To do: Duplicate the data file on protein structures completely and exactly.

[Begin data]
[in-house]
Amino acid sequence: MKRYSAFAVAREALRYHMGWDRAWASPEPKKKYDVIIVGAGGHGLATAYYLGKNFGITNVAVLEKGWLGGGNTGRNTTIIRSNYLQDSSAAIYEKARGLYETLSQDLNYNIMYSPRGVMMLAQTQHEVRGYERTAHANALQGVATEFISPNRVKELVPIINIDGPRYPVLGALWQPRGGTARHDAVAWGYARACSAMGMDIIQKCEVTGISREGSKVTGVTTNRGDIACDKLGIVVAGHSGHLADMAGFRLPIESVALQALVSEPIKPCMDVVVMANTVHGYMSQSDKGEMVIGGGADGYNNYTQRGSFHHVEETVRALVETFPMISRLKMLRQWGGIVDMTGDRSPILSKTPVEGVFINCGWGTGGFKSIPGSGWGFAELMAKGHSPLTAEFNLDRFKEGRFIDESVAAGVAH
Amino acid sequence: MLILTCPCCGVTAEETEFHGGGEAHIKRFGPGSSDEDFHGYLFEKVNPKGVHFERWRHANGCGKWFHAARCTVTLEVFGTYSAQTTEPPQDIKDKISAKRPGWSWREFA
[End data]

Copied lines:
[in-house]
Amino acid sequence: MKRYSAFAVAREALRYHMGWDRAWASPEPKKKYDVIIVGAGGHGLATAYYLGKNFGITNVAVLEKGWLGGGNTGRNTTIIRSNYLQDSSAAIYEKARGLYETLSQDLNYNIMYSPRGVMMLAQTQHEVRGYERTAHANALQGVATEFISPNRVKELVPIINIDGPRYPVLGALWQPRGGTARHDAVAWGYARACSAMGMDIIQKCEVTGISREGSKVTGVTTNRGDIACDKLGIVVAGHSGHLADMAGFRLPIESVALQALVSEPIKPCMDVVVMANTVHGYMSQSDKGEMVIGGGADGYNNYTQRGSFHHVEETVRALVETFPMISRLKMLRQWGGIVDMTGDRSPILSKTPVEGVFINCGWGTGGFKSIPGSGWGFAELMAKGHSPLTAEFNLDRFKEGRFIDESVAAGVAH
Amino acid sequence: MLILTCPCCGVTAEETEFHGGGEAHIKRFGPGSSDEDFHGYLFEKVNPKGVHFERWRHANGCGKWFHAARCTVTLEVFGTYSAQTTEPPQDIKDKISAKRPGWSWREFA